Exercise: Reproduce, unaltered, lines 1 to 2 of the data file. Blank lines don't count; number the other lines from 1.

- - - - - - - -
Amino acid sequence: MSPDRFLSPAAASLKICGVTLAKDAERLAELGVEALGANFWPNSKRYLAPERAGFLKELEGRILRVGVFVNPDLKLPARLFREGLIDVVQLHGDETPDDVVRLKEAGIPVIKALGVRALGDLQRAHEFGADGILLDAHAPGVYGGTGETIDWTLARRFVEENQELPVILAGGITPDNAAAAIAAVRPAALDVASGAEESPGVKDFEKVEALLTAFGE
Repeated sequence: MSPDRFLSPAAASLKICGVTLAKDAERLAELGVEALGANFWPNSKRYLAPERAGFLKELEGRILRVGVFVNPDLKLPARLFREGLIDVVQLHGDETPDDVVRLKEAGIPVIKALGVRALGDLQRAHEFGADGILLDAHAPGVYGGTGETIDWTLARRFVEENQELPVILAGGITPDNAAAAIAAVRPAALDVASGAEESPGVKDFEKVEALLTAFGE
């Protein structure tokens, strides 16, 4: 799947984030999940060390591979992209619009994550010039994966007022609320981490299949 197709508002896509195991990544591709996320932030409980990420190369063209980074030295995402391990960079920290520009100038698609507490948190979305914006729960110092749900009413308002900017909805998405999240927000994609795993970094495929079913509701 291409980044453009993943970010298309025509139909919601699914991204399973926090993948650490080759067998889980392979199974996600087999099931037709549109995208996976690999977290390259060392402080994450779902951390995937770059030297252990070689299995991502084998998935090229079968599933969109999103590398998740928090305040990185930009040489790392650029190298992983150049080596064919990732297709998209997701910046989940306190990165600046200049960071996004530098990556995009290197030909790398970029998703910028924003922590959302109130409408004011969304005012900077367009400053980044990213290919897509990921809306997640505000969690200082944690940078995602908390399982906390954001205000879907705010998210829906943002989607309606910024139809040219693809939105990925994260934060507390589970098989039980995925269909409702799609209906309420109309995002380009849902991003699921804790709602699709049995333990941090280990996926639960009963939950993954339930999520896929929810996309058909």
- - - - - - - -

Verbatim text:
Amino acid sequence: MSPDRFLSPAAASLKICGVTLAKDAERLAELGVEALGANFWPNSKRYLAPERAGFLKELEGRILRVGVFVNPDLKLPARLFREGLIDVVQLHGDETPDDVVRLKEAGIPVIKALGVRALGDLQRAHEFGADGILLDAHAPGVYGGTGETIDWTLARRFVEENQELPVILAGGITPDNAAAAIAAVRPAALDVASGAEESPGVKDFEKVEALLTAFGE
Repeated sequence: MSPDRFLSPAAASLKICGVTLAKDAERLAELGVEALGANFWPNSKRYLAPERAGFLKELEGRILRVGVFVNPDLKLPARLFREGLIDVVQLHGDETPDDVVRLKEAGIPVIKALGVRALGDLQRAHEFGADGILLDAHAPGVYGGTGETIDWTLARRFVEENQELPVILAGGITPDNAAAAIAAVRPAALDVASGAEESPGVKDFEKVEALLTAFGE